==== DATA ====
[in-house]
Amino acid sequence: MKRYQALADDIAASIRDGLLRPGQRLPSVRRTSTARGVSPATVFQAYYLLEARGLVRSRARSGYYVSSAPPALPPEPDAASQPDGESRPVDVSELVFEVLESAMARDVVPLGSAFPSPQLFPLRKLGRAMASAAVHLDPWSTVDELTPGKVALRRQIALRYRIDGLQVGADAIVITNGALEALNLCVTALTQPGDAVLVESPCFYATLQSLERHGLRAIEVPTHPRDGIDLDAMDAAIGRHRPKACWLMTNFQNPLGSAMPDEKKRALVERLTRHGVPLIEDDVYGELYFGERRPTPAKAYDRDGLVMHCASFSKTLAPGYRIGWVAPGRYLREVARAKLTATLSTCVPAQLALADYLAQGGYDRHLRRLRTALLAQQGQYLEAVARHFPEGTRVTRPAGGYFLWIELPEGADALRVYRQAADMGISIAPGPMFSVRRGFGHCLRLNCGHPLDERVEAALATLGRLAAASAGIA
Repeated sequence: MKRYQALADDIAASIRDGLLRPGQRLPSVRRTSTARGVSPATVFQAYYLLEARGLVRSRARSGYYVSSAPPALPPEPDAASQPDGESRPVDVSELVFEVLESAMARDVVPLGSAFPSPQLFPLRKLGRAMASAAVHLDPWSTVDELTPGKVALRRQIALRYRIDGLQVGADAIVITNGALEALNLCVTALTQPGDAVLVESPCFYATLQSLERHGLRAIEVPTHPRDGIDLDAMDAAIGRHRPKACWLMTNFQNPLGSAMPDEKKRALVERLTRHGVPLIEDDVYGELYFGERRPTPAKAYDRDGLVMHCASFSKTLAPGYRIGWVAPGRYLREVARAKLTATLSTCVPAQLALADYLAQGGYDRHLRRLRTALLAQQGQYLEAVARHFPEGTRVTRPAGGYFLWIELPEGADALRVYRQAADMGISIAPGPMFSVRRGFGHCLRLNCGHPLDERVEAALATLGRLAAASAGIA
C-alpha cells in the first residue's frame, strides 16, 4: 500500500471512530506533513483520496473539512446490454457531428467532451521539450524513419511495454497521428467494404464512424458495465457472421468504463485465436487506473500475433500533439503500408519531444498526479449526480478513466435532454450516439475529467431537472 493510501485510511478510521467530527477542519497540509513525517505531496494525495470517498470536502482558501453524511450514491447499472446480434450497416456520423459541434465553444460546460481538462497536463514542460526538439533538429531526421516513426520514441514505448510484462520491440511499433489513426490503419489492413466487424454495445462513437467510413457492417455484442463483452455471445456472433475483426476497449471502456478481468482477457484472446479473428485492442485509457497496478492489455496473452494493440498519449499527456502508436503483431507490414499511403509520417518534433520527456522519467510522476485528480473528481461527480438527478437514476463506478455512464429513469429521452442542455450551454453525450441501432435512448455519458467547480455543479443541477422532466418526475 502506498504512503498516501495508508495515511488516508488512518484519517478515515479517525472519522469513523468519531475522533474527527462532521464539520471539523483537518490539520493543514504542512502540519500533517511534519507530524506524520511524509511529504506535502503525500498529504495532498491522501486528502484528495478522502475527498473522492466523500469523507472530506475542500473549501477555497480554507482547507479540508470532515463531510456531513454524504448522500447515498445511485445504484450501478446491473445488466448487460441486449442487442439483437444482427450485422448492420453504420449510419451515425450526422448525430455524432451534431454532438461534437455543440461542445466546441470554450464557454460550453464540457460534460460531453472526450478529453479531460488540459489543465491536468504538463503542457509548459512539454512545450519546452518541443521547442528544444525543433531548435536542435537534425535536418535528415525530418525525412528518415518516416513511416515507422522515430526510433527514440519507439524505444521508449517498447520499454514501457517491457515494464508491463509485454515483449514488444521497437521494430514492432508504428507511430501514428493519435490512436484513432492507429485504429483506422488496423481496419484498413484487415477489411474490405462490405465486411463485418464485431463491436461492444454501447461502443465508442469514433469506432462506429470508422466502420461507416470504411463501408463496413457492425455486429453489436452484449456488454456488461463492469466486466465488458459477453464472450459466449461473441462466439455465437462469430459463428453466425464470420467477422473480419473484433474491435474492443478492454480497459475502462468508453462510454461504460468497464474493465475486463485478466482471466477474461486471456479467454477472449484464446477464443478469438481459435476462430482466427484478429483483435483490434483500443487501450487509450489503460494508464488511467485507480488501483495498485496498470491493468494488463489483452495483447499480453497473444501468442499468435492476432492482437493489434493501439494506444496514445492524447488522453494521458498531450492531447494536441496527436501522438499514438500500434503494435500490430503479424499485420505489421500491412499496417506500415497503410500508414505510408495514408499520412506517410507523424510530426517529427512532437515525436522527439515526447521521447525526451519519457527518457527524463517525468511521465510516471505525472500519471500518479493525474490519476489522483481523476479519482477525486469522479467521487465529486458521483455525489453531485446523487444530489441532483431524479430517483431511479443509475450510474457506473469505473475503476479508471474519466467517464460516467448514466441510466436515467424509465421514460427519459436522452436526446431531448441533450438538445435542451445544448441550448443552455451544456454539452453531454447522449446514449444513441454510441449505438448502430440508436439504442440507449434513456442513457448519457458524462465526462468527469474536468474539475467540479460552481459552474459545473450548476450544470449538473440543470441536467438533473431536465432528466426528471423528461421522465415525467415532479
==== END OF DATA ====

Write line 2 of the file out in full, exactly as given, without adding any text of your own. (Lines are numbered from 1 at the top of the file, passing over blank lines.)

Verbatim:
Amino acid sequence: MKRYQALADDIAASIRDGLLRPGQRLPSVRRTSTARGVSPATVFQAYYLLEARGLVRSRARSGYYVSSAPPALPPEPDAASQPDGESRPVDVSELVFEVLESAMARDVVPLGSAFPSPQLFPLRKLGRAMASAAVHLDPWSTVDELTPGKVALRRQIALRYRIDGLQVGADAIVITNGALEALNLCVTALTQPGDAVLVESPCFYATLQSLERHGLRAIEVPTHPRDGIDLDAMDAAIGRHRPKACWLMTNFQNPLGSAMPDEKKRALVERLTRHGVPLIEDDVYGELYFGERRPTPAKAYDRDGLVMHCASFSKTLAPGYRIGWVAPGRYLREVARAKLTATLSTCVPAQLALADYLAQGGYDRHLRRLRTALLAQQGQYLEAVARHFPEGTRVTRPAGGYFLWIELPEGADALRVYRQAADMGISIAPGPMFSVRRGFGHCLRLNCGHPLDERVEAALATLGRLAAASAGIA